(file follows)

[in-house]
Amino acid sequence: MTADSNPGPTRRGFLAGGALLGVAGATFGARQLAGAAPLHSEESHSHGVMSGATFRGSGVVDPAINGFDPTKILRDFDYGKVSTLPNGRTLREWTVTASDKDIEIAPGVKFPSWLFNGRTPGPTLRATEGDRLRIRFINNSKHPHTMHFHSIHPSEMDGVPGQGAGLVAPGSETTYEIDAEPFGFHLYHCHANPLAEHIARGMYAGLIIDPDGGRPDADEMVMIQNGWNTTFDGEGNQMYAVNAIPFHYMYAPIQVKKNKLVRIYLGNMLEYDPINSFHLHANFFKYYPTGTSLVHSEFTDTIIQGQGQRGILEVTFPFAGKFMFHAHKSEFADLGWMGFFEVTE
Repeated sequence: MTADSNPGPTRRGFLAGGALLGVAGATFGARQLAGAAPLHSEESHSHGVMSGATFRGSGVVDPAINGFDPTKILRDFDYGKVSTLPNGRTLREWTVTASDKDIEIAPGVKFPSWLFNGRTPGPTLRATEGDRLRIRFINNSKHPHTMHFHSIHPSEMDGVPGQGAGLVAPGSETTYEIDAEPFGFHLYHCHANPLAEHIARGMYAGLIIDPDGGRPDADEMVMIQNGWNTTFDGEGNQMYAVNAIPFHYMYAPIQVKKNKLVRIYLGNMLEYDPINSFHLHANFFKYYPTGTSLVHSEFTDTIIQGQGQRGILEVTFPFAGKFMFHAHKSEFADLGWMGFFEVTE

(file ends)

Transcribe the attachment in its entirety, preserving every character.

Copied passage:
[in-house]
Amino acid sequence: MTADSNPGPTRRGFLAGGALLGVAGATFGARQLAGAAPLHSEESHSHGVMSGATFRGSGVVDPAINGFDPTKILRDFDYGKVSTLPNGRTLREWTVTASDKDIEIAPGVKFPSWLFNGRTPGPTLRATEGDRLRIRFINNSKHPHTMHFHSIHPSEMDGVPGQGAGLVAPGSETTYEIDAEPFGFHLYHCHANPLAEHIARGMYAGLIIDPDGGRPDADEMVMIQNGWNTTFDGEGNQMYAVNAIPFHYMYAPIQVKKNKLVRIYLGNMLEYDPINSFHLHANFFKYYPTGTSLVHSEFTDTIIQGQGQRGILEVTFPFAGKFMFHAHKSEFADLGWMGFFEVTE
Repeated sequence: MTADSNPGPTRRGFLAGGALLGVAGATFGARQLAGAAPLHSEESHSHGVMSGATFRGSGVVDPAINGFDPTKILRDFDYGKVSTLPNGRTLREWTVTASDKDIEIAPGVKFPSWLFNGRTPGPTLRATEGDRLRIRFINNSKHPHTMHFHSIHPSEMDGVPGQGAGLVAPGSETTYEIDAEPFGFHLYHCHANPLAEHIARGMYAGLIIDPDGGRPDADEMVMIQNGWNTTFDGEGNQMYAVNAIPFHYMYAPIQVKKNKLVRIYLGNMLEYDPINSFHLHANFFKYYPTGTSLVHSEFTDTIIQGQGQRGILEVTFPFAGKFMFHAHKSEFADLGWMGFFEVTE